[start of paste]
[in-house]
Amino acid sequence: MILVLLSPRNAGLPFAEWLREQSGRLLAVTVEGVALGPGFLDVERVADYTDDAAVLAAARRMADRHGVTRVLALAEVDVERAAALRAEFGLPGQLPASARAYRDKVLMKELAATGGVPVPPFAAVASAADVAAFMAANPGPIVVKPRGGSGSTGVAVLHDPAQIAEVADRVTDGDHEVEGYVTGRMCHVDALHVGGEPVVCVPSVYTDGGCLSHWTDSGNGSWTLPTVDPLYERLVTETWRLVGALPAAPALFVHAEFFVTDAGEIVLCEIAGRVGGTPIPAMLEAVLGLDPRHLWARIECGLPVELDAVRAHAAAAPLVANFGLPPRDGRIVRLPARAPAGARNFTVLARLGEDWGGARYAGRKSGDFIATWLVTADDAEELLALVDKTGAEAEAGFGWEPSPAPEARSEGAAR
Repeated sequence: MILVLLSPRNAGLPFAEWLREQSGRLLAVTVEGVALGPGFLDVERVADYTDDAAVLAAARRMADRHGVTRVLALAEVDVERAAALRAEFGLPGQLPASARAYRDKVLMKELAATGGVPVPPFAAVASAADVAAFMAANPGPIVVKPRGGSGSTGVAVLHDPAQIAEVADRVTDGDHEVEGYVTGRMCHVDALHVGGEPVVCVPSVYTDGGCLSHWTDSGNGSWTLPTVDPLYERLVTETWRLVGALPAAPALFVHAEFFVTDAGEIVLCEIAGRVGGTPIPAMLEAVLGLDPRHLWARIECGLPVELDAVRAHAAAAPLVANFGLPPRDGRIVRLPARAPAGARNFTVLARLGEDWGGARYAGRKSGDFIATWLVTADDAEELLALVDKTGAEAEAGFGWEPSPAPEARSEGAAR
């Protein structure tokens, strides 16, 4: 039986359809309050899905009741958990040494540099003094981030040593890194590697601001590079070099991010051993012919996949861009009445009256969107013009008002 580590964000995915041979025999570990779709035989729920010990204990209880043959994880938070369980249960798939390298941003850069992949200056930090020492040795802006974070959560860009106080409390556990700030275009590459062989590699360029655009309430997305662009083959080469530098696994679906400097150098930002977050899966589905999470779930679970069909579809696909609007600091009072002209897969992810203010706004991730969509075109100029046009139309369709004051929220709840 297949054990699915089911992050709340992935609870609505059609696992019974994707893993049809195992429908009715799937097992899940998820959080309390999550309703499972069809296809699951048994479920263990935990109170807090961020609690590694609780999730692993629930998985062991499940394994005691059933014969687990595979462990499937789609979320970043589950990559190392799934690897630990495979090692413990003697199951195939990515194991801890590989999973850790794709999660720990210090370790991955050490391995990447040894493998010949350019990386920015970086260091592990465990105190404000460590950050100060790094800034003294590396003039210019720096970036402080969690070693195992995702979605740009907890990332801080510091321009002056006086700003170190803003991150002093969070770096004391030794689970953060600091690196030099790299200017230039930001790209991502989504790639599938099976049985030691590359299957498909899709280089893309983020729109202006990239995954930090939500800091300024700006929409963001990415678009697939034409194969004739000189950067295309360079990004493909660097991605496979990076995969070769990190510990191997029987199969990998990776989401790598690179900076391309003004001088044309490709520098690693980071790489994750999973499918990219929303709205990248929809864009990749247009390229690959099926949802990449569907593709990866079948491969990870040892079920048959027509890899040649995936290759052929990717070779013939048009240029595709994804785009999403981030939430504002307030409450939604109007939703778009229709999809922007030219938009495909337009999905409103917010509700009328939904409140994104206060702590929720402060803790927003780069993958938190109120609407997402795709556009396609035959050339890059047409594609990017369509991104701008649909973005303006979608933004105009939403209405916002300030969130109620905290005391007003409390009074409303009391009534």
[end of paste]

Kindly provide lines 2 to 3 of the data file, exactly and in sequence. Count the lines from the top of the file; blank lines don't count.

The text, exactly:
Amino acid sequence: MILVLLSPRNAGLPFAEWLREQSGRLLAVTVEGVALGPGFLDVERVADYTDDAAVLAAARRMADRHGVTRVLALAEVDVERAAALRAEFGLPGQLPASARAYRDKVLMKELAATGGVPVPPFAAVASAADVAAFMAANPGPIVVKPRGGSGSTGVAVLHDPAQIAEVADRVTDGDHEVEGYVTGRMCHVDALHVGGEPVVCVPSVYTDGGCLSHWTDSGNGSWTLPTVDPLYERLVTETWRLVGALPAAPALFVHAEFFVTDAGEIVLCEIAGRVGGTPIPAMLEAVLGLDPRHLWARIECGLPVELDAVRAHAAAAPLVANFGLPPRDGRIVRLPARAPAGARNFTVLARLGEDWGGARYAGRKSGDFIATWLVTADDAEELLALVDKTGAEAEAGFGWEPSPAPEARSEGAAR
Repeated sequence: MILVLLSPRNAGLPFAEWLREQSGRLLAVTVEGVALGPGFLDVERVADYTDDAAVLAAARRMADRHGVTRVLALAEVDVERAAALRAEFGLPGQLPASARAYRDKVLMKELAATGGVPVPPFAAVASAADVAAFMAANPGPIVVKPRGGSGSTGVAVLHDPAQIAEVADRVTDGDHEVEGYVTGRMCHVDALHVGGEPVVCVPSVYTDGGCLSHWTDSGNGSWTLPTVDPLYERLVTETWRLVGALPAAPALFVHAEFFVTDAGEIVLCEIAGRVGGTPIPAMLEAVLGLDPRHLWARIECGLPVELDAVRAHAAAAPLVANFGLPPRDGRIVRLPARAPAGARNFTVLARLGEDWGGARYAGRKSGDFIATWLVTADDAEELLALVDKTGAEAEAGFGWEPSPAPEARSEGAAR